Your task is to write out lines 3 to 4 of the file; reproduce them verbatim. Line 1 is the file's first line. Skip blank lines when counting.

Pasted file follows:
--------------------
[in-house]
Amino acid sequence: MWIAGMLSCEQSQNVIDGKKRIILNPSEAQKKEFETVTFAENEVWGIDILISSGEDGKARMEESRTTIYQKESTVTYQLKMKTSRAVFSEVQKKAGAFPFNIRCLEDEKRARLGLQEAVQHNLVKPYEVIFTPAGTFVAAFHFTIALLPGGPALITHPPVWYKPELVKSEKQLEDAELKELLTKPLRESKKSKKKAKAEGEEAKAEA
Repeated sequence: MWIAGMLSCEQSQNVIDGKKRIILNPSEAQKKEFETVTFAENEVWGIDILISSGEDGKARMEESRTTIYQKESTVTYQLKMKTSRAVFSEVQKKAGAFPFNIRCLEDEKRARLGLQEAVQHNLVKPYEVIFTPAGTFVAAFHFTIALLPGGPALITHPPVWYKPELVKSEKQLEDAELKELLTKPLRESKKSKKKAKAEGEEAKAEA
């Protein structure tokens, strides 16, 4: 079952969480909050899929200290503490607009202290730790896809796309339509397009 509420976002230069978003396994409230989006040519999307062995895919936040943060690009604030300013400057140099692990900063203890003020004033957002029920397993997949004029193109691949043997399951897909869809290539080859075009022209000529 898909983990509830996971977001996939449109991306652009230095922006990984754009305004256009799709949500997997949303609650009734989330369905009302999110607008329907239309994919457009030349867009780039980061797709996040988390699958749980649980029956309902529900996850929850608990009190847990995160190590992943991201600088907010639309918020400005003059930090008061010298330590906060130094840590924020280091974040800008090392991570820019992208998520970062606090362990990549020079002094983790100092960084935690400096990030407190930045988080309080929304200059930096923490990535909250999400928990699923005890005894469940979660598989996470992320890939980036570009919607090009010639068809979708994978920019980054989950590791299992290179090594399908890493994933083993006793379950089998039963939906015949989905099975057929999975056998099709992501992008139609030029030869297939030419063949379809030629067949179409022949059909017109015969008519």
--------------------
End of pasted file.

Repeated sequence: MWIAGMLSCEQSQNVIDGKKRIILNPSEAQKKEFETVTFAENEVWGIDILISSGEDGKARMEESRTTIYQKESTVTYQLKMKTSRAVFSEVQKKAGAFPFNIRCLEDEKRARLGLQEAVQHNLVKPYEVIFTPAGTFVAAFHFTIALLPGGPALITHPPVWYKPELVKSEKQLEDAELKELLTKPLRESKKSKKKAKAEGEEAKAEA
């Protein structure tokens, strides 16, 4: 079952969480909050899929200290503490607009202290730790896809796309339509397009 509420976002230069978003396994409230989006040519999307062995895919936040943060690009604030300013400057140099692990900063203890003020004033957002029920397993997949004029193109691949043997399951897909869809290539080859075009022209000529 898909983990509830996971977001996939449109991306652009230095922006990984754009305004256009799709949500997997949303609650009734989330369905009302999110607008329907239309994919457009030349867009780039980061797709996040988390699958749980649980029956309902529900996850929850608990009190847990995160190590992943991201600088907010639309918020400005003059930090008061010298330590906060130094840590924020280091974040800008090392991570820019992208998520970062606090362990990549020079002094983790100092960084935690400096990030407190930045988080309080929304200059930096923490990535909250999400928990699923005890005894469940979660598989996470992320890939980036570009919607090009010639068809979708994978920019980054989950590791299992290179090594399908890493994933083993006793379950089998039963939906015949989905099975057929999975056998099709992501992008139609030029030869297939030419063949379809030629067949179409022949059909017109015969008519």